If you’re reading this article, there’s a more-than-likely possibility that you struggle with mental health. And if you’re like me, which I’m willing to bet you are, you’ve searched time and time again on the internet for some sort of magic fix for your struggles.
You’ve probably heard everything by now: herbal tea, yoga, special diets, etc. You’ve probably also heard of a million and a half mental health “cures” like certain supplements (spoiler alert: if something says it cures depression, you should take it with a grain of salt). You may find some relief with these, there is no doubt about that. But you’ve never found any sort of magic cure or else you wouldn’t be reading this right now.
Unfortunately, sometimes the scariest thing is exactly the right thing to do. This is the driving principle behind mindfulness meditation: not to cure thoughts of depression or anxiety, but to allow your brain to process these feelings as they are so that you can move on from them.
What separates mindfulness meditation from the less-comprehensive remedies? What separates it from the so-called “cures?”
Work. Mental health cures that magically wipe away your condition or symptoms don’t exist. These things simply don’t go away on their own. It’s an unfortunate reality, but it is our reality.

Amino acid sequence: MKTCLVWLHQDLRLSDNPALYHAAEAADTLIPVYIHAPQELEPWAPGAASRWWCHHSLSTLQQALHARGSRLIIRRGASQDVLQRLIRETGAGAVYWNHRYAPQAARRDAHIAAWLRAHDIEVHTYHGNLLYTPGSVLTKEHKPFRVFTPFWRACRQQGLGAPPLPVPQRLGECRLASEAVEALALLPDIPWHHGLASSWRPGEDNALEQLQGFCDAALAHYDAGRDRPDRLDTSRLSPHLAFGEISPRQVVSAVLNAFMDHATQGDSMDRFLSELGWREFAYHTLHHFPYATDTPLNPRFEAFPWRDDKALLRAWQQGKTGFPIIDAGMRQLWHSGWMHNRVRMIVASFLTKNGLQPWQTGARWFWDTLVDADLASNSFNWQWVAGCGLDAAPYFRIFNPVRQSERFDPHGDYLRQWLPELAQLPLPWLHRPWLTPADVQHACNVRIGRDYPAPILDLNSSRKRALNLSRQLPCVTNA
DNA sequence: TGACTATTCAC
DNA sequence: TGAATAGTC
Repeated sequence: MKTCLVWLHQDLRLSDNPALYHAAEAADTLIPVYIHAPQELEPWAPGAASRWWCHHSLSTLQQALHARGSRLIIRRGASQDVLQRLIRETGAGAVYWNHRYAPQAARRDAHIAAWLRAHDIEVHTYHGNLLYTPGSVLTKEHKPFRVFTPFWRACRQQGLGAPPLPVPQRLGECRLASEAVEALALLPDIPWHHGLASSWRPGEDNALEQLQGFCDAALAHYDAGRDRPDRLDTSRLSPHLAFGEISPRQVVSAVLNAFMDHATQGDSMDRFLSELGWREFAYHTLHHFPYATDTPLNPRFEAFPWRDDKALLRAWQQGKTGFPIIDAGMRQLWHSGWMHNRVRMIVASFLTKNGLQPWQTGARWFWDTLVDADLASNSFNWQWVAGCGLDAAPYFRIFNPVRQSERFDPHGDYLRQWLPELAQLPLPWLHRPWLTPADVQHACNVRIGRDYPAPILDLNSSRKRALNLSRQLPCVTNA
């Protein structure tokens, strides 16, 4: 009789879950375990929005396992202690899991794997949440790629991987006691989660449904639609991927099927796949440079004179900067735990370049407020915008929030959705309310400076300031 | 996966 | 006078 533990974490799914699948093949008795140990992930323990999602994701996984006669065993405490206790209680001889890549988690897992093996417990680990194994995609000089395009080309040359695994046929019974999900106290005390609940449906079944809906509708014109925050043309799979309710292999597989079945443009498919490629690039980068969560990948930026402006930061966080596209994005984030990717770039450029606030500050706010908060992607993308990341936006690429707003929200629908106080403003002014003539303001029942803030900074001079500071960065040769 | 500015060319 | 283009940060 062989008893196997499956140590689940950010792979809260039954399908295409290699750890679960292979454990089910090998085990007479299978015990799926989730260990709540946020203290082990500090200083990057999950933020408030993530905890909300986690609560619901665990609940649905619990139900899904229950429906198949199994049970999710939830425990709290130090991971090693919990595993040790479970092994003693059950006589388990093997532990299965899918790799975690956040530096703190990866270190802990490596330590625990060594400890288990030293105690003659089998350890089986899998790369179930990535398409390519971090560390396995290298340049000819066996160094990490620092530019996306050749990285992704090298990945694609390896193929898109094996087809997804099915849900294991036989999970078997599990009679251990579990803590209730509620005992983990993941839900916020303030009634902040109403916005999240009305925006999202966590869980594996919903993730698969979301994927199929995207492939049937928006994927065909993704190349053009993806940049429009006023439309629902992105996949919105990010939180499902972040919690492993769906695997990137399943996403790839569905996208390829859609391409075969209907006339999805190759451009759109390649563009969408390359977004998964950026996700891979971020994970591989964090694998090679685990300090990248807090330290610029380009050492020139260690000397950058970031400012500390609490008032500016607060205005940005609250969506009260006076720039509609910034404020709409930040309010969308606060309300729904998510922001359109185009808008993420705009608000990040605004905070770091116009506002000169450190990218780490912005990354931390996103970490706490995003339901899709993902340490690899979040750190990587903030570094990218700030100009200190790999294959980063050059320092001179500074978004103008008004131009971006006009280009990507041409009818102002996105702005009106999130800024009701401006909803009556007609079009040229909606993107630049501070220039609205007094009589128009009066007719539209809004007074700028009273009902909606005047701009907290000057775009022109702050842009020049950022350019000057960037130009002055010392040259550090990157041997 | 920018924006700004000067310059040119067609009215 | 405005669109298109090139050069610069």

Mindfulness meditation is an active attempt to tap into what’s causing your problems and confront it. Much like taking psychedelics to experience ego death and confront the dark parts of your own psyche, mindfulness meditation can be a grueling process that aims to address the root causes of your symptoms rather than putting a band-aid on them and hoping that cures you.
Fortunately, you don’t have to do this on your own. Mindfulness meditation doesn’t require you to reinvent the wheel, rather simply just come along for the ride.
Helpful sites and resources like Mindful can serve as an introduction to this new way of thinking. According to Mindful, this is how to get started with mindfulness meditation:
- “Take a seat. Find a place to sit that feels calm and quiet to you.
- Set a time limit. If you’re just beginning, it can help to choose a short time, such as 5 or 10 minutes.
- Notice your body. You can sit in a chair with your feet on the floor, you can sit loosely cross-legged, in lotus posture, you can kneel – all are fine. Just make sure you are stable and in a position you can stay in for a while.
- Feel your breath. Follow the sensation of your breath as it goes out and as it goes in.
- Notice when your mind has wandered. Inevitably, your attention will leave the sensations of the breath and wander to other places. When you get around to noticing this – in a few seconds, a minute, five minutes – simply return your attention to the breath.
- Be kind to your wandering mind. Don’t judge yourself or obsess over the content of the thoughts you find yourself lost in. Just come back.”
Depression Cured, Right?
Nope. That would be nice, but unfortunately it’s never that simple.
Mindfulness is not a cure. It’s just another tool in your growing arsenal of ways to compete with your symptoms.
It won’t make you better overnight. Like any discipline, it takes consistent practice and commitment.
Don’t let this discourage you. Mindfulness is a way for you to confront your greatest challenges in the comfort of your own house. You can start and stop anytime you want – if it gets too much, call it a day and try again later.
Mindfulness, when given proper time and commitment, empowers you to change the way your symptoms affect you.
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